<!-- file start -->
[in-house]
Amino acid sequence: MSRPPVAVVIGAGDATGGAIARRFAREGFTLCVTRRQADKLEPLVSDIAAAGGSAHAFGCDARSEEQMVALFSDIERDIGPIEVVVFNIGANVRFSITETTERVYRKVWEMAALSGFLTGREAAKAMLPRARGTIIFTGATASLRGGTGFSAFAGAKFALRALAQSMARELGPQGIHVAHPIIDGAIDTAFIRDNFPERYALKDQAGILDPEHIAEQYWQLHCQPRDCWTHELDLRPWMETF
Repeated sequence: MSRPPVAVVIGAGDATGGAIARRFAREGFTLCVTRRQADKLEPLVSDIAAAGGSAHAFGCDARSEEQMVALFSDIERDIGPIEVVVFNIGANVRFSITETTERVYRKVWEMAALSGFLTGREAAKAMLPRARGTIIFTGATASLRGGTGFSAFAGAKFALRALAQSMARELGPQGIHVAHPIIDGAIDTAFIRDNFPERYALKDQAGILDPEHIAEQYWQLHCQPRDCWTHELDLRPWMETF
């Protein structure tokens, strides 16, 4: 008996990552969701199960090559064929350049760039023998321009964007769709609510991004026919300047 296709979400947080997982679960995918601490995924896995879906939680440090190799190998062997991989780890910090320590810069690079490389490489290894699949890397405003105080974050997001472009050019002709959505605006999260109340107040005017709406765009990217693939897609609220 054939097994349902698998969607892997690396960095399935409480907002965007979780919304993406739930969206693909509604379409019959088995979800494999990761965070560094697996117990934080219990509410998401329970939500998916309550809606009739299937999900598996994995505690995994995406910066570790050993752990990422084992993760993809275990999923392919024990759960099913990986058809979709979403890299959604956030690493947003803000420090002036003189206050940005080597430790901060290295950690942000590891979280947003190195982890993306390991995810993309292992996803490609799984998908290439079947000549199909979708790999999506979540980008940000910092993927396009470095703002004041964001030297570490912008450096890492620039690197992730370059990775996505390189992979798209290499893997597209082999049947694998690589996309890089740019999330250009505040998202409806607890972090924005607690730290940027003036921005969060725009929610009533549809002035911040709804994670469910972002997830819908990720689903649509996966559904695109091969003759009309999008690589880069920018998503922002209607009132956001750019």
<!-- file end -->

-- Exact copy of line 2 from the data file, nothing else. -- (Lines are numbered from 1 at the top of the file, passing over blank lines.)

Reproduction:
Amino acid sequence: MSRPPVAVVIGAGDATGGAIARRFAREGFTLCVTRRQADKLEPLVSDIAAAGGSAHAFGCDARSEEQMVALFSDIERDIGPIEVVVFNIGANVRFSITETTERVYRKVWEMAALSGFLTGREAAKAMLPRARGTIIFTGATASLRGGTGFSAFAGAKFALRALAQSMARELGPQGIHVAHPIIDGAIDTAFIRDNFPERYALKDQAGILDPEHIAEQYWQLHCQPRDCWTHELDLRPWMETF